Completing a story is a long process. As much as you are called to write the story, you will appreciate the time you spend developing your background. For your main characters—the hero, the heroine, the villain—the more you know them the better your story will read and play out.
It’s not enough to know your protagonist has blue eyes, is handsome (or not), and likes strawberries. Know his background; what Syd Field calls the Circle of Being. What happened when he was growing up that affected him permanently? Use these details to further your story.
I was recently reading a script for a client. The story had four main characters: two men, two women. Each one stated his/her knowledge, his or her preferences, etc. One was Asian, one was a blonde bombshell. One was big and strong. However, none of the stated facts actually advanced the story. The characters were as flat as Male 1 and Female 2 and all four were almost interchangeable.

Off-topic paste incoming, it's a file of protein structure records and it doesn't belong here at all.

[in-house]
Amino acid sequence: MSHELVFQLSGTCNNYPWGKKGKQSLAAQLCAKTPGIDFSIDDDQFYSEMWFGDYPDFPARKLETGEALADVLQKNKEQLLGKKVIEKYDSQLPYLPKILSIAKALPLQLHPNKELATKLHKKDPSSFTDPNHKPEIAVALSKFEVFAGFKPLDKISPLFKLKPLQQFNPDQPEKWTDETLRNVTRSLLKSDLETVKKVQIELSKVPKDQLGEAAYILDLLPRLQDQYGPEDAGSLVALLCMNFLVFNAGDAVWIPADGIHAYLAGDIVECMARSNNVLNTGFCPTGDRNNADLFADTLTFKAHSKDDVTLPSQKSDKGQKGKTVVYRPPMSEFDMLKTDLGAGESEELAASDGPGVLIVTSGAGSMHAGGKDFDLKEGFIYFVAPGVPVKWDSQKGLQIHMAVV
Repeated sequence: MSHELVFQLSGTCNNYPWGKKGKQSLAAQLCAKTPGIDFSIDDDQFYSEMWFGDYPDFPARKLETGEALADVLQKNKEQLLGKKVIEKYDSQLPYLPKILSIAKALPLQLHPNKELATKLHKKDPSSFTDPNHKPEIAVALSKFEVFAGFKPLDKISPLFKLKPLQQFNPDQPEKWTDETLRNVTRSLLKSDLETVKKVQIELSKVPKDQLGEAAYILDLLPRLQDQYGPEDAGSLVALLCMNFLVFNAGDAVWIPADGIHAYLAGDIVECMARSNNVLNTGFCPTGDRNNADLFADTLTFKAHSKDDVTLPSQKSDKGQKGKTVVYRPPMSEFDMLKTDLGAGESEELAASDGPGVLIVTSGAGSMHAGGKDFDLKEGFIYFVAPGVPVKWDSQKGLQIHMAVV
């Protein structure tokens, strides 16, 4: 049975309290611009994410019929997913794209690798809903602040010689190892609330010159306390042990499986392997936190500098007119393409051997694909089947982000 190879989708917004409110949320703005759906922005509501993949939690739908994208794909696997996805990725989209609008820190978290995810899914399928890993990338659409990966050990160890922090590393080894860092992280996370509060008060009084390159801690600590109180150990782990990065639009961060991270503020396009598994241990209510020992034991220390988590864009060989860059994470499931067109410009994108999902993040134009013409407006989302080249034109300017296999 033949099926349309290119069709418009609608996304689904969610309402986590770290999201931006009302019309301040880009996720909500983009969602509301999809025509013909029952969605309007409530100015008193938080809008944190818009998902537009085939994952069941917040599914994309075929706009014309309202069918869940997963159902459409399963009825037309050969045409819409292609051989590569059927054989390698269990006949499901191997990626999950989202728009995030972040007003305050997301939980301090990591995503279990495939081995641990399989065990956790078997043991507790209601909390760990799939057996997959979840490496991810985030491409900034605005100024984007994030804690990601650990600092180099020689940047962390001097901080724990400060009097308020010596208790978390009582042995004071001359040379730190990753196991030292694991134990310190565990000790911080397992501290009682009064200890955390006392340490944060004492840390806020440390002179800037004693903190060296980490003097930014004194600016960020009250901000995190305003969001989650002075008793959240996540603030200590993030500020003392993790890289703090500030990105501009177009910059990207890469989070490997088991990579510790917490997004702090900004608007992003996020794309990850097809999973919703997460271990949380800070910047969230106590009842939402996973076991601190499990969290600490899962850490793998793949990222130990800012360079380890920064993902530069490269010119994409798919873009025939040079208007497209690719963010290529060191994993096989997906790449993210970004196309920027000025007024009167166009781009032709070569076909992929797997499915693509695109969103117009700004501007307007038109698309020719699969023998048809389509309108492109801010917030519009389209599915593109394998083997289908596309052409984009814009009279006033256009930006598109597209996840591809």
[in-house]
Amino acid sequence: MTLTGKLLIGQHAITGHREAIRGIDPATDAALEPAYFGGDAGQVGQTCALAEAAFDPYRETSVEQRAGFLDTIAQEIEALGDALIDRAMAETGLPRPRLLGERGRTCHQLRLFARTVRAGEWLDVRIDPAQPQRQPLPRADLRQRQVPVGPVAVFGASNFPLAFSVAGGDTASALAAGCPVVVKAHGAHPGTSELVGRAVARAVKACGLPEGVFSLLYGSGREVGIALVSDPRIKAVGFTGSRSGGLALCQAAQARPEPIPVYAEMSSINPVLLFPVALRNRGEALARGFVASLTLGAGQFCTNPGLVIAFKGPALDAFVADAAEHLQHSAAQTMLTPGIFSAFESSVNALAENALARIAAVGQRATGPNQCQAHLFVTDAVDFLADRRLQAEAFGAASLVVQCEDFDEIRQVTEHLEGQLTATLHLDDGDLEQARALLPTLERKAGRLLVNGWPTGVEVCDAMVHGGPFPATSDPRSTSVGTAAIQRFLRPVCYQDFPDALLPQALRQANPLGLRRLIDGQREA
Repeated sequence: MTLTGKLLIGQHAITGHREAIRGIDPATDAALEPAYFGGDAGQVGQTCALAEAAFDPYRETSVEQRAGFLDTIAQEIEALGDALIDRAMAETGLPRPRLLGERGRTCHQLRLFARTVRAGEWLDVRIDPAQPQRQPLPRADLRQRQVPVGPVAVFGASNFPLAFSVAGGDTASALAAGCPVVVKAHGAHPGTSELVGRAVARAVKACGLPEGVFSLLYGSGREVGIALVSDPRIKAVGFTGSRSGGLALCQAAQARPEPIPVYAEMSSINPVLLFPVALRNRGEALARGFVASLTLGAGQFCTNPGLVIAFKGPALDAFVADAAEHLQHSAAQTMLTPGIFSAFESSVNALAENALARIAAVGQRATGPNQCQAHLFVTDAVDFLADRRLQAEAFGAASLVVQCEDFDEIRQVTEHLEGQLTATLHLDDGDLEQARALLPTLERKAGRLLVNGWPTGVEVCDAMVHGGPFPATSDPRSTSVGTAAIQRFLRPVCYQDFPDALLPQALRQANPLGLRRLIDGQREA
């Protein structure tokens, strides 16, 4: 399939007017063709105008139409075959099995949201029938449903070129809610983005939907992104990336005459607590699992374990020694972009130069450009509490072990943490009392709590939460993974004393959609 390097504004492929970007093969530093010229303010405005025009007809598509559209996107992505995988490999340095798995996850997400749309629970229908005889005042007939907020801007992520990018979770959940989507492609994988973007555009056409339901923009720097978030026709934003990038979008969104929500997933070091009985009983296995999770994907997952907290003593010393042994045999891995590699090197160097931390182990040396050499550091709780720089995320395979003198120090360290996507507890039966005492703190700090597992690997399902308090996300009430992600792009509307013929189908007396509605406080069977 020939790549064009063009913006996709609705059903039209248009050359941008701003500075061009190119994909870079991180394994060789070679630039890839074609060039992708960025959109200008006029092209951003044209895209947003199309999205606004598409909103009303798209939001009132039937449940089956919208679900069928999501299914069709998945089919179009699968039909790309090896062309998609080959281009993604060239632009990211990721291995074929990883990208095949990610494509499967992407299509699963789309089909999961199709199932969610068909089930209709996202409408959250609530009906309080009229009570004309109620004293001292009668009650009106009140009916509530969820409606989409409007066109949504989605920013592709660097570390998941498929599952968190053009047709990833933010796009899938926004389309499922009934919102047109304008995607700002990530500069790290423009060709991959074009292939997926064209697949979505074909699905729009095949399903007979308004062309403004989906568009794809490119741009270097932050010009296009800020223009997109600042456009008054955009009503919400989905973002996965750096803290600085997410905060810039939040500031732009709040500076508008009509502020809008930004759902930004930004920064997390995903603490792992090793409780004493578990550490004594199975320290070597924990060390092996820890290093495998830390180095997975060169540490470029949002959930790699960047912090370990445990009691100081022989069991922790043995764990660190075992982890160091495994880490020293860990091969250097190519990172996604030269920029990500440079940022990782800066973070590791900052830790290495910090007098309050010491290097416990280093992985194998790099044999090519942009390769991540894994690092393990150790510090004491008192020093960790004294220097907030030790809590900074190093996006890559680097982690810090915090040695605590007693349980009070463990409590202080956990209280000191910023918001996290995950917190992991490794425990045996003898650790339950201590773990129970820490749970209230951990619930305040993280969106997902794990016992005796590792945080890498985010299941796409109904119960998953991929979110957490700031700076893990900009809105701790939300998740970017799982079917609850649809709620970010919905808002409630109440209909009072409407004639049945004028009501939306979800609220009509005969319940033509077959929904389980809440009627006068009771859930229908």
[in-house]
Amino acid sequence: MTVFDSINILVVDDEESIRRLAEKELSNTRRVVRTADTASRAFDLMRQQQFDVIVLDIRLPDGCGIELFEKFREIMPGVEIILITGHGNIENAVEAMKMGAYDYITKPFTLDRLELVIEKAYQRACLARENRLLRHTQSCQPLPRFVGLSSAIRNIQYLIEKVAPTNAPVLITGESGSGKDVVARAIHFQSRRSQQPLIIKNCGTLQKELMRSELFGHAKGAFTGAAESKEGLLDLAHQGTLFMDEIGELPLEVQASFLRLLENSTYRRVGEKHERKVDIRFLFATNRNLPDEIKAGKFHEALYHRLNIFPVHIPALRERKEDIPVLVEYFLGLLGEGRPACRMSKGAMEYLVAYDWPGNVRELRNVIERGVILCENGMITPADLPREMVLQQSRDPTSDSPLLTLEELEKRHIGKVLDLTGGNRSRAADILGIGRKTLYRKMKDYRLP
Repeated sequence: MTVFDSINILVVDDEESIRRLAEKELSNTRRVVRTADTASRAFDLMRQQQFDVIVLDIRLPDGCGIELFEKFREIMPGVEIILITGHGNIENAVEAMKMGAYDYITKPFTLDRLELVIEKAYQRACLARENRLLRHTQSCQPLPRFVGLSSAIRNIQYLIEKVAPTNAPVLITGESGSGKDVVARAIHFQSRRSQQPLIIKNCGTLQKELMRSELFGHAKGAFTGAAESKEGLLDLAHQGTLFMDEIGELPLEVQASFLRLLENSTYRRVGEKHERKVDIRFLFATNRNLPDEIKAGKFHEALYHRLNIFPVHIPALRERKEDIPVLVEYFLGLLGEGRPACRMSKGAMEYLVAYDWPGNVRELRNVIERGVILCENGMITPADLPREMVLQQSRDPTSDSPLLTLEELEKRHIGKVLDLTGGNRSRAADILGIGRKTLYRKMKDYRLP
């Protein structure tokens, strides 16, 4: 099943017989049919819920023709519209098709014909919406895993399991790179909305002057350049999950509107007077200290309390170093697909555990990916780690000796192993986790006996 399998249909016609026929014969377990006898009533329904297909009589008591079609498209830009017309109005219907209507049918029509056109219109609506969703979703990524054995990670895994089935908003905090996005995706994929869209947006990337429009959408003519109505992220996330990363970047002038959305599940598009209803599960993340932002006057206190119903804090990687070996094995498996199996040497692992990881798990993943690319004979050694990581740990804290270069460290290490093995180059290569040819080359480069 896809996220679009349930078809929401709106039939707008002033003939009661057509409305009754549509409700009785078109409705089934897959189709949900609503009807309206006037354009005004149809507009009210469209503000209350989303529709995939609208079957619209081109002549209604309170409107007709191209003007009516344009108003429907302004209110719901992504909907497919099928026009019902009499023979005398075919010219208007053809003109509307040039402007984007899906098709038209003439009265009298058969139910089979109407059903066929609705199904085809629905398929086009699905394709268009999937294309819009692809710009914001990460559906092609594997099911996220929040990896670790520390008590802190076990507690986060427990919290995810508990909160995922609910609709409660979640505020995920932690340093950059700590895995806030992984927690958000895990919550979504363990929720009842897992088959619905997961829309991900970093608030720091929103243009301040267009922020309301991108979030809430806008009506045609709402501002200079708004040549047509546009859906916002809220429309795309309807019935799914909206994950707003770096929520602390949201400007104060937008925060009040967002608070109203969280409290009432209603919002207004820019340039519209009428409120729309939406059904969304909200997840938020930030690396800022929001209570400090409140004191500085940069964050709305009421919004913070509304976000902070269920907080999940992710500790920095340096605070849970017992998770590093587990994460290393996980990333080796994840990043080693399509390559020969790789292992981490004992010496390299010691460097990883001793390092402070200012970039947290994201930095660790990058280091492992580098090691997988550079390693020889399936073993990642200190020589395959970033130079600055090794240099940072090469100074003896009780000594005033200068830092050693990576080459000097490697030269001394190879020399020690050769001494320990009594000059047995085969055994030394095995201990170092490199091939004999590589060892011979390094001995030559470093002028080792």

Many writers interview their characters. Others create a long description of what they look like, how they respond to tension and crisis, how they eat, etc. Use whatever detail development process works for you. You will probably end up with ten to twenty pages for your main characters. Then use the particulars in scenes to enliven the character and advance the conflict.
The process is involved and time-consuming. But, in the end your story will come alive.